A British writer and broadcaster turns the familiar angst of approaching age 30 into a diverting adventure.
Wallace, whose previous book (Yes Man, 2005, etc.) inspired the recent Jim Carrey movie, recounts his summer-long attempt to find a dozen old school friends to see how they were faring as they were leaving their 20s. Prompted by the lawnmowers, lattes and other “evidence of impending adulthood” encountered after his move from the East End to upscale North London, the author used an old address book and the Internet to track down and visit long-lost buddies in Los Angeles, Melbourne, Berlin, Tokyo and London. Though the narrative is sometimes overblown and meandering, Wallace has an upbeat style and an eye for bright anecdotes as he writes about others in his Generation X group who grew up in Scotland and the Midlands, enamored of video games, Michael Jackson and Back to the Future. There is Anil Tailor, now an architect, with whom the author once sat reading comics under “the magic tree”; Cameron Dewa, a London IT specialist and third in line to the throne of Fiji; and Akira Matsui, a Japanese medical doctor who jokes about the day a mutual childhood friend did the crane kick from The Karate Kid on his head. Along with a Berlin rapper, a British restaurant manager who has mastered time travel and others, his friends are finding their way, beginning marriages and careers, and react with delight at Wallace’s often-surprise visit. When not describing aspects of his search, the author recalls hilarious bygone moments, from playing phone pranks to delivering newspapers to a Mr. Shitler. “I’m a child!” he tells his patient wife, Lizzie, who agrees to his sojourn in return for his doing household chores. But all is not lighthearted—one old friend, he learns, died at 18. Reflecting on his rite-of-passage travels, Wallace concludes, “Yeah, we all grow up. We all get busy. But we all need friends.”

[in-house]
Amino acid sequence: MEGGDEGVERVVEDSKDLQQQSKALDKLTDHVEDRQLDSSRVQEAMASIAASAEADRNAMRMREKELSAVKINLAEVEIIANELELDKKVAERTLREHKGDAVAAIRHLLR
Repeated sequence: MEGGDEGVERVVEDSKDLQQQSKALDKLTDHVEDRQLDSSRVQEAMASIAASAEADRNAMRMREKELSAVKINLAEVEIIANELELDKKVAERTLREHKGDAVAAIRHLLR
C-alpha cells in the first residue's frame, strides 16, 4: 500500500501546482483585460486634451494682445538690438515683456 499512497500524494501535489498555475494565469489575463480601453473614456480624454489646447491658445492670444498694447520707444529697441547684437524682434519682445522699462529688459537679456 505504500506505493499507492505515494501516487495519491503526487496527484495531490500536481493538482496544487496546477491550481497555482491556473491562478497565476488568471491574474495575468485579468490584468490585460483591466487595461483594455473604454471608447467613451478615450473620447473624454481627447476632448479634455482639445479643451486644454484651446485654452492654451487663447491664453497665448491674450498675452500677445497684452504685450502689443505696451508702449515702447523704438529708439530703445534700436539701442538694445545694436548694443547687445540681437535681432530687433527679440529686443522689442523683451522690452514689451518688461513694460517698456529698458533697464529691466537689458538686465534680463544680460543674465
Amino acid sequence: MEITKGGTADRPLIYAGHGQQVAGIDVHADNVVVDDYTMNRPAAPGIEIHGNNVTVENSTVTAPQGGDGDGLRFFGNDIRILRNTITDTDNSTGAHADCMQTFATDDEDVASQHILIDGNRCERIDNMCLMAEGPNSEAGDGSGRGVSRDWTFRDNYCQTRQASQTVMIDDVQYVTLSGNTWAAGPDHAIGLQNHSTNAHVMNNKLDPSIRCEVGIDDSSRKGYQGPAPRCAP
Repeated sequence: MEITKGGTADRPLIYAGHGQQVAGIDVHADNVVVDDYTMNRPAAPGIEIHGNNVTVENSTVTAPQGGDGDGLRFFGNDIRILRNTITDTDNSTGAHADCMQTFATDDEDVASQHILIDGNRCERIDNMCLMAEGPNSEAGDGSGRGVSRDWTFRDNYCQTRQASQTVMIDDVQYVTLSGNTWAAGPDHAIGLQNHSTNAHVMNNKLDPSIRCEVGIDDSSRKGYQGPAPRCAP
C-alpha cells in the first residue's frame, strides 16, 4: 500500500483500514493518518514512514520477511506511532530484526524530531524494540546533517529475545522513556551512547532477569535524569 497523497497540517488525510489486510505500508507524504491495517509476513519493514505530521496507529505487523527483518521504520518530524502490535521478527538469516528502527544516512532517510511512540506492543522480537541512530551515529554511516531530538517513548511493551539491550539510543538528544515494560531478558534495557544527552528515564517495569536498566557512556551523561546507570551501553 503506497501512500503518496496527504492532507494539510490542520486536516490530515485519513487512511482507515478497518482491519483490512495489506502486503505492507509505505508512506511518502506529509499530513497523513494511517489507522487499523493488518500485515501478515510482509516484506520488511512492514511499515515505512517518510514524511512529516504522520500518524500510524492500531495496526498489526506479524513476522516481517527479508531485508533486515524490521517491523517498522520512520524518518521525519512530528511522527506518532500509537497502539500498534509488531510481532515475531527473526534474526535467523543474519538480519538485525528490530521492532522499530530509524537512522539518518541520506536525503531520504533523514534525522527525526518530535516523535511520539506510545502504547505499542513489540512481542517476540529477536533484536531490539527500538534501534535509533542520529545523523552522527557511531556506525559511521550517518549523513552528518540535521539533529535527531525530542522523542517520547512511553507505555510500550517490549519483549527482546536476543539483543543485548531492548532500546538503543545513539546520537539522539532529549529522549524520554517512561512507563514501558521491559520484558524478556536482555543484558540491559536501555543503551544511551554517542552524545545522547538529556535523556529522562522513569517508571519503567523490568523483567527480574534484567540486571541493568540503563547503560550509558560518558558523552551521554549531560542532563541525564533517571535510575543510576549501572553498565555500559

Great fun, especially for anyone facing the Big 3-0.